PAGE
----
Here is a rare cross post from Fast Forward but I liked this story, and I like Firefox, and wanted to share it here. McKinsey published an interview with Mozilla's Mitchell Baker, titled Succeeding at open-source innovation. Like many people, I use Firefox (I also use Apple’s Safari) so I was especially interested. The noted that Mozilla, “relies extensively on people outside her company—not just for creative ideas, but also to develop products and make decisions. The result: Mozilla’s Firefox browser, with 150 million users, has become a rival of Microsoft’s market-leading Internet Explorer. As Firefox flourished, the process that created it became a model for participatory, open-source collaboration.” So what are the lessons?
Michell said, “our mission is about keeping the Internet safe and open, but also about building participation. We do that by setting up frameworks where people can get involved in a very decentralized fashion. These frameworks embody our values and our goals and get embedded in other people’s minds. We attract people who care about those things, and they go off and participate in the mission in a very decentralized way.”
She said that for some things at the core of their technology they must have extreme discipline. But she added, “there are lots of areas for participation—whether it’s building an extension or localizing the product or building new products—that don’t need that degree of discipline. And a key point is for people to “own” what they are doing, not in a financial or legal sense but in an emotionally committed sense that gives them a chance to decide.” To be successful they reply on a growing set of employees and volunteers from their large community.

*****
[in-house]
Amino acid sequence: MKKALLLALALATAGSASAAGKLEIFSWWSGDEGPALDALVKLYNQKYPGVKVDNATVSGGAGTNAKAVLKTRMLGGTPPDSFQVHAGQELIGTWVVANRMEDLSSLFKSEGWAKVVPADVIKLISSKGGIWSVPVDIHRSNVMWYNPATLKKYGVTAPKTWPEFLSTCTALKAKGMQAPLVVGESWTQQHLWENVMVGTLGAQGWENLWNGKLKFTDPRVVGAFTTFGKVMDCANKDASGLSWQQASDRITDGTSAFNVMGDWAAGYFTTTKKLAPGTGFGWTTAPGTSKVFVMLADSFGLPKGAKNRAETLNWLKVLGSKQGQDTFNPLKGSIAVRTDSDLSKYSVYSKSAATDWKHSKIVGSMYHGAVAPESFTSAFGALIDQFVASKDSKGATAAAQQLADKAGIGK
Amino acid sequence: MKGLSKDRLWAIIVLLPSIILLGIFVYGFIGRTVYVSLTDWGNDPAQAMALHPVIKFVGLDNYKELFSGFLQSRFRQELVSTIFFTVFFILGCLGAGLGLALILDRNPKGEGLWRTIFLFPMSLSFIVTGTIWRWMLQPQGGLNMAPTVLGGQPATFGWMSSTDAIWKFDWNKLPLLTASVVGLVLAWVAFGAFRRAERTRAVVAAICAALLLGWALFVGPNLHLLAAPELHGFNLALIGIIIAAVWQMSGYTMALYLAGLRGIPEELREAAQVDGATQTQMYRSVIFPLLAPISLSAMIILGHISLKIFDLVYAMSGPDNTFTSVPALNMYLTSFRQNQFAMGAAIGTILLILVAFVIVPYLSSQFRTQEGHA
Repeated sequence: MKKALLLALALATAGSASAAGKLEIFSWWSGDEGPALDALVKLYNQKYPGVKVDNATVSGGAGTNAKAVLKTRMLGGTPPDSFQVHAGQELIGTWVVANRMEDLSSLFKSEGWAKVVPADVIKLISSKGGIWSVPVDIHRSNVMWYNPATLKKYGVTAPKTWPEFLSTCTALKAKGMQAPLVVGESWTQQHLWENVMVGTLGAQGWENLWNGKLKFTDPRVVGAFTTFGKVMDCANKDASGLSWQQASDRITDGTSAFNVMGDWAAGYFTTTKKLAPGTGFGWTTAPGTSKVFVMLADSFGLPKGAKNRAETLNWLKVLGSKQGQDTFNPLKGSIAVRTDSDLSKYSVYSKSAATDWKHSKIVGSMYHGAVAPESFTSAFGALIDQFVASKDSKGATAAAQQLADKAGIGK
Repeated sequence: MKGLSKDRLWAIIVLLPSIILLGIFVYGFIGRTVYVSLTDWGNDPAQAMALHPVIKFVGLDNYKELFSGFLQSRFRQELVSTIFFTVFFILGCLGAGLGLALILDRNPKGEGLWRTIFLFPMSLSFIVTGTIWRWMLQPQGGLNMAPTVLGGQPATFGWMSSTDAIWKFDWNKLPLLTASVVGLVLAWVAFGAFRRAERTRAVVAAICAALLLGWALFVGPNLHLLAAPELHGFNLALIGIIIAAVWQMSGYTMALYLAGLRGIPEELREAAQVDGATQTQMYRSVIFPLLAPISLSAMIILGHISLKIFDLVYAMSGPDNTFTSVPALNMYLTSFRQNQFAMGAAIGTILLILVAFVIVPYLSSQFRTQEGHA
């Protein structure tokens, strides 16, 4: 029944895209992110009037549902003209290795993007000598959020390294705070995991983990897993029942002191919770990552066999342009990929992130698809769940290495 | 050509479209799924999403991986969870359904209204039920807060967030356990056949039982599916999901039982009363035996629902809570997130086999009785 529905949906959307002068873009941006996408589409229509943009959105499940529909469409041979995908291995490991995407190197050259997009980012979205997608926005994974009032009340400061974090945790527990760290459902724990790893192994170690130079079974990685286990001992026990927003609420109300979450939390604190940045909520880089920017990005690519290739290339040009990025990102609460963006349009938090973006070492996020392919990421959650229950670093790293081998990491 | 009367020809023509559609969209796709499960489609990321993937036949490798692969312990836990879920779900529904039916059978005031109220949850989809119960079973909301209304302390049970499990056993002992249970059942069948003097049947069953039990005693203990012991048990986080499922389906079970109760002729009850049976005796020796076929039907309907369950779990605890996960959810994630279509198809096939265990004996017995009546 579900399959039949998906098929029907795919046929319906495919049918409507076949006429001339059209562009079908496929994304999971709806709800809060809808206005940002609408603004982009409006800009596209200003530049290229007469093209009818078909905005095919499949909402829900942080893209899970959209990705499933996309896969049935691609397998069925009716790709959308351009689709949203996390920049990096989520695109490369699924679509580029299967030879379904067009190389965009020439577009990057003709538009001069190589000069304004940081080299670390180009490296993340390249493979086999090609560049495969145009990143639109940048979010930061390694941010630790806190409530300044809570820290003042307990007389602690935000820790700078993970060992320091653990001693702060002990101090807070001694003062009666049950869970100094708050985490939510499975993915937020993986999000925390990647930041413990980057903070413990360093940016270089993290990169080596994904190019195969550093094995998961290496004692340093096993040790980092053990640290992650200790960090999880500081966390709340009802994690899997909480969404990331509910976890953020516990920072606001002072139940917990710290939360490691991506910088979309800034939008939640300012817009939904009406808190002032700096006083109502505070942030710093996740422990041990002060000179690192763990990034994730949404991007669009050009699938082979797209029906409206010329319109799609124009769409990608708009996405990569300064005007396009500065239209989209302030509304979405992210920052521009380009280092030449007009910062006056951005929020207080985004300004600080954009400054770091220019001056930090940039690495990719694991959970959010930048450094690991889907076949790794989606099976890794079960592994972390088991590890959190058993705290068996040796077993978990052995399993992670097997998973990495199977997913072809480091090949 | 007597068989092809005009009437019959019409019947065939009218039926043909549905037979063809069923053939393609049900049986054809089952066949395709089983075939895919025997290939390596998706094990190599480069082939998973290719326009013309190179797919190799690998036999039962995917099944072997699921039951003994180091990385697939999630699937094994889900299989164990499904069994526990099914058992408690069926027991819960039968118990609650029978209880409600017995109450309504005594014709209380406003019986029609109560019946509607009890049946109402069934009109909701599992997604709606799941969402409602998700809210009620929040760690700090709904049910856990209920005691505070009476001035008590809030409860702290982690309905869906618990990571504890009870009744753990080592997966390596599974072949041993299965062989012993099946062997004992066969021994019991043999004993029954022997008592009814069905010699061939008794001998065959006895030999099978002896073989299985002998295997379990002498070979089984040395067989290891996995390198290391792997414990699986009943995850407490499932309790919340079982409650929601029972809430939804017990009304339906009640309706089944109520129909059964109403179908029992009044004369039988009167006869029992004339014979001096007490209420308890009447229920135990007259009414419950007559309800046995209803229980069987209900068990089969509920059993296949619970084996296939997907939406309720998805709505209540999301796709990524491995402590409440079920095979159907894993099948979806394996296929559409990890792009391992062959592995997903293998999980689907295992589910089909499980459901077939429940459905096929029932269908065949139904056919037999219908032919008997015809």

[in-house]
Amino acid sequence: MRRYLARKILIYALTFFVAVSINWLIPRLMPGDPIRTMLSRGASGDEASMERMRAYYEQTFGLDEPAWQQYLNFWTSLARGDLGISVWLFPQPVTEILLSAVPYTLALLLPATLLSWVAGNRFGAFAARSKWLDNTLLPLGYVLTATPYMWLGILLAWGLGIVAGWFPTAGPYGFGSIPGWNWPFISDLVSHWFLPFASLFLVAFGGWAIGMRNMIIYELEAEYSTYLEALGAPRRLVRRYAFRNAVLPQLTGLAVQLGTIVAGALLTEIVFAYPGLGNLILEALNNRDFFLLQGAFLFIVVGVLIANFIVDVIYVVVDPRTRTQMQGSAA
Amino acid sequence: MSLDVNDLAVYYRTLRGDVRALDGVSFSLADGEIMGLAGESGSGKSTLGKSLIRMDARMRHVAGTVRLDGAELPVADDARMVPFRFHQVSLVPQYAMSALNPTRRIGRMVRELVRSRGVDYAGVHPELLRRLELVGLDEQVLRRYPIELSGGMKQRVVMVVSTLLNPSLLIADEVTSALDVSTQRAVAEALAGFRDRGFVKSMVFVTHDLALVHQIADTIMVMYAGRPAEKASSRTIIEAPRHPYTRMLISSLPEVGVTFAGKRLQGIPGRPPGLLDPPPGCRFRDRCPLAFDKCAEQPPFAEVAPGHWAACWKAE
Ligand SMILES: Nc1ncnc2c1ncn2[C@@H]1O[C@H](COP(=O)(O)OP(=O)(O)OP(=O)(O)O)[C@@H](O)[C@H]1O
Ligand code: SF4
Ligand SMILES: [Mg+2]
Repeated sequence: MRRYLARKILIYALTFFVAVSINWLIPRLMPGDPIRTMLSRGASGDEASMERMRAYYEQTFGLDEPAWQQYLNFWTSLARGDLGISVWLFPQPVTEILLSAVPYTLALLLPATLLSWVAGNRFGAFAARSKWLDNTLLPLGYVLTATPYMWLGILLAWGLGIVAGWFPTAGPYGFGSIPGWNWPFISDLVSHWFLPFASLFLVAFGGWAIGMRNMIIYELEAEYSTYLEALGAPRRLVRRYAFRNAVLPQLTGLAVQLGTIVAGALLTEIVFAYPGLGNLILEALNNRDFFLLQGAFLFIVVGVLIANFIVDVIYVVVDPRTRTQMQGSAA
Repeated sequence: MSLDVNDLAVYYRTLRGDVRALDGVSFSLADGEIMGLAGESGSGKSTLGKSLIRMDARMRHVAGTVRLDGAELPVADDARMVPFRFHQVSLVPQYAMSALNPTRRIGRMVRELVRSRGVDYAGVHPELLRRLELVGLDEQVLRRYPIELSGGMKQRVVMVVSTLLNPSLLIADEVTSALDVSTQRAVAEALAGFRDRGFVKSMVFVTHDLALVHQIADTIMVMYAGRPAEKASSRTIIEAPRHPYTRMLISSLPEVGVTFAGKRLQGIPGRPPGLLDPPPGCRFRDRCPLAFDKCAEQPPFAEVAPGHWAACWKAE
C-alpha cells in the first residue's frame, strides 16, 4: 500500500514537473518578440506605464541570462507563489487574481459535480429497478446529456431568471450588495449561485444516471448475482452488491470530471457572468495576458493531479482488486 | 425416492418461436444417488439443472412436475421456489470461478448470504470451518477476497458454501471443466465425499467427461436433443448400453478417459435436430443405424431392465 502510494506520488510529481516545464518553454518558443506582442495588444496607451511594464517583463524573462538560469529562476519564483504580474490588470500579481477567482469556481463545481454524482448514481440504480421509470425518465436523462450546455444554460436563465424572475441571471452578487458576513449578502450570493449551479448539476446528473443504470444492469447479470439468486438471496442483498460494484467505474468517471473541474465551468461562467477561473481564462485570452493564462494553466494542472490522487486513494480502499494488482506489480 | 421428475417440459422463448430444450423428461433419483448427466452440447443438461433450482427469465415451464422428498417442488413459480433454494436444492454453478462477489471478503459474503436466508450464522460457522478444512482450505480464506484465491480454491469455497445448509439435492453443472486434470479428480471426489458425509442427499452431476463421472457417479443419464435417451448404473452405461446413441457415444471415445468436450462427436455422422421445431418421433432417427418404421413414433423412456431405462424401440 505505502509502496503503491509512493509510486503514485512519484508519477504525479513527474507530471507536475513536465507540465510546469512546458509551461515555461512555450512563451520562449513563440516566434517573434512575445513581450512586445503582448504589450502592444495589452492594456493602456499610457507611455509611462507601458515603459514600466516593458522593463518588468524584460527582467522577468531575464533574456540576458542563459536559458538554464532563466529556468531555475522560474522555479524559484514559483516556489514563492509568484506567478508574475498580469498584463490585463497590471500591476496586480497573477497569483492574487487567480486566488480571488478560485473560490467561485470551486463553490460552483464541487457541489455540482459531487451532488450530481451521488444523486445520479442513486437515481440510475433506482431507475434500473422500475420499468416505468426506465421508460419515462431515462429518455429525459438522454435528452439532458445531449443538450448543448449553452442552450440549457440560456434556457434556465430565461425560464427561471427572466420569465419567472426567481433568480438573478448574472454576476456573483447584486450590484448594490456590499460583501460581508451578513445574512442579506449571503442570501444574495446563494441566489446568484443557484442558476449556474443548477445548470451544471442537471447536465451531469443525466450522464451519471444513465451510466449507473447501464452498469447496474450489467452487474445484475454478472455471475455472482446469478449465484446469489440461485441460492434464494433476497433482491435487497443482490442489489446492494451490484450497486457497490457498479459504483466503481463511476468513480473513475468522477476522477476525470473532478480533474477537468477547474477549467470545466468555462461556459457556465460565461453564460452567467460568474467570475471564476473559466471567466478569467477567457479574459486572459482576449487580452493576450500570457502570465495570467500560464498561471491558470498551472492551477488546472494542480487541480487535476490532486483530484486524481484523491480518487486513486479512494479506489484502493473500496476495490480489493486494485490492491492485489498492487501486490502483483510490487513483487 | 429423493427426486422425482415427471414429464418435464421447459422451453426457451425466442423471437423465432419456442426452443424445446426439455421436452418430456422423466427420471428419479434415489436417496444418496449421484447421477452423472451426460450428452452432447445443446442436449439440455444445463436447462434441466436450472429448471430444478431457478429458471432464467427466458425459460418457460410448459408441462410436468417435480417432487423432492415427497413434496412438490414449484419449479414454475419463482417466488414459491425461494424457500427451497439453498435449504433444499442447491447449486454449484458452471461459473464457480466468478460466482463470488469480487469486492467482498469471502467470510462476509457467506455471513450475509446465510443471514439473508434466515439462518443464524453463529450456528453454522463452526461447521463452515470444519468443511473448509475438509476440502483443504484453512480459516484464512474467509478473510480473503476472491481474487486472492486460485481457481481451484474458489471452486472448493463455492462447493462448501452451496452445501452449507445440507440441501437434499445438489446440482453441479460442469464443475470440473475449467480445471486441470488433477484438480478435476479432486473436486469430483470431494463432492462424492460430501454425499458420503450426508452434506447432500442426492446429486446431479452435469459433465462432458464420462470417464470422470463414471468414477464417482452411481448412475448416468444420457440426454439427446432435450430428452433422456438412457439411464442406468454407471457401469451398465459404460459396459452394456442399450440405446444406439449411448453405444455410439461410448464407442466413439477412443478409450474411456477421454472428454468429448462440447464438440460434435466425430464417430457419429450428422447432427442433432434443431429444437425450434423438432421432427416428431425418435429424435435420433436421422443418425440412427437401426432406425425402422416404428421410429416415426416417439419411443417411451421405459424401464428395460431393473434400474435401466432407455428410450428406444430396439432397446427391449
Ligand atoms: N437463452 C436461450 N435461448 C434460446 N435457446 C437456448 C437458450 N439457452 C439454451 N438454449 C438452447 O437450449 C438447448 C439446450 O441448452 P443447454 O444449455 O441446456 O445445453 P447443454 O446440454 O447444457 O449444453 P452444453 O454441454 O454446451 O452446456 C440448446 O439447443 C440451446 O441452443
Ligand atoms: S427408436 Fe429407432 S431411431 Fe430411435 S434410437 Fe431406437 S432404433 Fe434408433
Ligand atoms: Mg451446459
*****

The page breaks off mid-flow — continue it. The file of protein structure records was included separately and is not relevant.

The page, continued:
Their volunteers are motivated by a desire to keep the Internet open to cut down on abuses like spyware, pop ads, etc. Mitchell said that this participation has made a difference in the volunteers’ lives. She added, “I don’t know if you could build this degree of motivation for something that really didn’t change people’s lives, something that they weren’t emotionally committed to. But the number of people who feel that Firefox is partly theirs is very high.”
Mitchell added some important points on motivation within an organization. She said, sometimes, just giving people permission does wonders. In addition they created scaffolding for people to work from, so that even if they were not innovating themselves, other people could. All this makes a lot of sense to me and is very inspirational. There is much more in the article. The Firefox story sounds in many ways what I learned from the Obama campaign and its use of the web, staff, and volunteers, (see especially, How Barack Obama is Using Web and Enterprise 2.0 in the US Primary Campaign Through Central Desktop, Rolling Stone Magazine and More on Obama’s Use of the New Web)